IUCN threat status:

Least Concern (LC)

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The lanner falcon feeds mainly on small to medium-sized birds, ranging from larks up to the size of ducks and guineafowl, and sometimes takes domestic poultry and even other falcons (2) (3) (9). Hunting often takes place where prey congregates, such as at waterholes or colonial nesting sites, or at grass fires, where up to 20 lanner falcons may gather to feed (2) (3). Small mammals, such as rodents and bats, may also be taken, along with insects, reptiles, occasionally carrion, and even spiders and scorpions in deserts (2) (3) (10). The lanner falcon usually, though not always, hunts during the day, chasing or seizing prey in the air or sometimes from the ground, and occasionally stealing food from other birds of prey (2) (3) (5). Food is sometimes cached to be eaten later (2) (3), and lanner falcon pairs often hunt co-operatively, with one bird flushing out prey for the other to catch (3) (11) (12). Some lanner falcons have even learned to follow human hunters, taking prey that they flush (2) (3). The breeding season of the lanner falcon varies with location (2) (3). Breeding pairs perform acrobatic aerial displays during courtship (3) (5), and build nests on cliffs or rocky outcrops, in quarries, on buildings or on the ground, or use the abandoned nests of other large birds, often in a tree or on top of an electricity pylon (2) (3) (12). The female lays between two and five eggs, which are incubated for 30 to 35 days. The young fledge at around 35 to 47 days but are dependent on the adult birds for up to a further three months (2) (3). Lanner falcons are thought to breed from about two to three years old (3).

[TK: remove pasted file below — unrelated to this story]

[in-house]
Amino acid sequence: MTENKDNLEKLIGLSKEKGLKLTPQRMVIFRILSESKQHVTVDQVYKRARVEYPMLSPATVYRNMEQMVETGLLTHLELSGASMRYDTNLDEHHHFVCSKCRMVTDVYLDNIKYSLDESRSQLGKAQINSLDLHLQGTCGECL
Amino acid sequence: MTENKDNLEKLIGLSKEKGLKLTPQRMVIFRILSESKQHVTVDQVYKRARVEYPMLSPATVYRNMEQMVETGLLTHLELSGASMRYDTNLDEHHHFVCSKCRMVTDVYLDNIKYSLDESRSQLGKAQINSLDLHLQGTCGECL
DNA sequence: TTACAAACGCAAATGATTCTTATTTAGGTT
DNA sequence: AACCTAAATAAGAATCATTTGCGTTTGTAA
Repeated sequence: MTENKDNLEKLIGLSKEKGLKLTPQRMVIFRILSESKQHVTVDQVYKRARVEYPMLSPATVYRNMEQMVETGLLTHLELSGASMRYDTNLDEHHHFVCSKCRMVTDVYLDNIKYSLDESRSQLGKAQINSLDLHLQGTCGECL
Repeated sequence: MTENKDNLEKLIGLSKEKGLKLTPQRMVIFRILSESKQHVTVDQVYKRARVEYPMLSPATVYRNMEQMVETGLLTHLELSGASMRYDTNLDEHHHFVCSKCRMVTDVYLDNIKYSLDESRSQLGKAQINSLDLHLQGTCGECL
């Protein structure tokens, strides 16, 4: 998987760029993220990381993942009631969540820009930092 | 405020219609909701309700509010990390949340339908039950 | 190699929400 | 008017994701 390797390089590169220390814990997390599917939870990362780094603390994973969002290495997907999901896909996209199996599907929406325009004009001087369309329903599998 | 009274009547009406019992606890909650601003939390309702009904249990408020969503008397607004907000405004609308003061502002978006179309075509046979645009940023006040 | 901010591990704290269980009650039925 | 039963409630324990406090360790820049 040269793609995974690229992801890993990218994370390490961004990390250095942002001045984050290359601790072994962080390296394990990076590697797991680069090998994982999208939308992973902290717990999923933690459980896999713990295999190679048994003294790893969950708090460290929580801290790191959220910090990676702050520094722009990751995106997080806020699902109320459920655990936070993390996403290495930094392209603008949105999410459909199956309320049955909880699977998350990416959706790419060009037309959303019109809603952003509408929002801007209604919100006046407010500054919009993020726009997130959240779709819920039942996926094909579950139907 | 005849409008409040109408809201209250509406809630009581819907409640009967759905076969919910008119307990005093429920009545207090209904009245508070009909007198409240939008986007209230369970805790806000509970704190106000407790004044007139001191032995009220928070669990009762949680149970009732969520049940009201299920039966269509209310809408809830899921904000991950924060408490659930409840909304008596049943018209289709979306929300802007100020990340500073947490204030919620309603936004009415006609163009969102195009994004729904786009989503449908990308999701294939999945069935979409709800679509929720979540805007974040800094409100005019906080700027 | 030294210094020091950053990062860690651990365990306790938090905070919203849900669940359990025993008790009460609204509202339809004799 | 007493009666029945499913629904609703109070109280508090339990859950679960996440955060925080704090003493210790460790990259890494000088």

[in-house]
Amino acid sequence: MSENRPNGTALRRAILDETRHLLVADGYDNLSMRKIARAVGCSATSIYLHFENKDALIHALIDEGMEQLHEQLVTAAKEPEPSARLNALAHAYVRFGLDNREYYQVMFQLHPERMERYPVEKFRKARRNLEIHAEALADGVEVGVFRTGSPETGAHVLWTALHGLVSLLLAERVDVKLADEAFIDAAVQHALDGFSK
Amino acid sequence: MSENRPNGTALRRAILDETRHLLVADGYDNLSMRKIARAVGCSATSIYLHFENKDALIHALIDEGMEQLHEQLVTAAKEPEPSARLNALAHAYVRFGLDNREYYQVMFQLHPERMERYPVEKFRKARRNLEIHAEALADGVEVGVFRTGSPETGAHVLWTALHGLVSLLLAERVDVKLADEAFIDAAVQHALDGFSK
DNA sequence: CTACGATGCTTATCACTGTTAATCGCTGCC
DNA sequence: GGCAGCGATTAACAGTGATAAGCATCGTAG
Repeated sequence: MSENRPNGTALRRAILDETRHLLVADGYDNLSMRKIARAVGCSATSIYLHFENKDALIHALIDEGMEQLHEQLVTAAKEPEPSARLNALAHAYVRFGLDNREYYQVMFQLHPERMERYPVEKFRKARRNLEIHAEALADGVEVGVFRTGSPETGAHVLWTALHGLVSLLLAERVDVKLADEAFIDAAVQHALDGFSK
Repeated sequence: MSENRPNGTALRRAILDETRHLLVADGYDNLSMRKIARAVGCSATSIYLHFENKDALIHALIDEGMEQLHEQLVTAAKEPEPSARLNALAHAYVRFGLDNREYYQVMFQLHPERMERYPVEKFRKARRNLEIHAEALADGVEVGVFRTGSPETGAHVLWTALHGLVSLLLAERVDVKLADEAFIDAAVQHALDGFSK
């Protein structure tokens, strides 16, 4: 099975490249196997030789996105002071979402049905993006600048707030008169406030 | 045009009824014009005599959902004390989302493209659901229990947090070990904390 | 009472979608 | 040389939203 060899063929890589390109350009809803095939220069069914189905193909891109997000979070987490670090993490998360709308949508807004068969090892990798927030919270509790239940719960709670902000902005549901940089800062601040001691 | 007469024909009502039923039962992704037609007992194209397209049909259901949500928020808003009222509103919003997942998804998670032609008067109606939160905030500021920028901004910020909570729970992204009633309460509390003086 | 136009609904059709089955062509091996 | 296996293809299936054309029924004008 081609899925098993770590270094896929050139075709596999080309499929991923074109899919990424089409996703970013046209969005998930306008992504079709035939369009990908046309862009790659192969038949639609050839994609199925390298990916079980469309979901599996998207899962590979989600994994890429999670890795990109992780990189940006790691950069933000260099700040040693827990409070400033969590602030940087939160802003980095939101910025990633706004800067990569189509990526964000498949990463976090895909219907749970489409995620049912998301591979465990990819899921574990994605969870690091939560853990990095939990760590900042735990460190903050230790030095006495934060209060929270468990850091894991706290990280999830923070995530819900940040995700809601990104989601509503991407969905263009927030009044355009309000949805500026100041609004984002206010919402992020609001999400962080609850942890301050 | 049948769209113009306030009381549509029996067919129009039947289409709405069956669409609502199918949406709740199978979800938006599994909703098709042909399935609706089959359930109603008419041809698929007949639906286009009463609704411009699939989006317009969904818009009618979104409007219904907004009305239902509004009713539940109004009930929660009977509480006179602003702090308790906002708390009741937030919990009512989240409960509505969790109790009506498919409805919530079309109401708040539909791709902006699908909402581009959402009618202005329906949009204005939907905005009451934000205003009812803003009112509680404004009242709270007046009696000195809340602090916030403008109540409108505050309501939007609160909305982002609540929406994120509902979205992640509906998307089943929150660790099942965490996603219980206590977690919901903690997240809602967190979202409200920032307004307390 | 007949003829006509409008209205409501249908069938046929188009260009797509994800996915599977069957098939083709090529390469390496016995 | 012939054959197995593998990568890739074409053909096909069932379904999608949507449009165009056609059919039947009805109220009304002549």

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Source: ARKive


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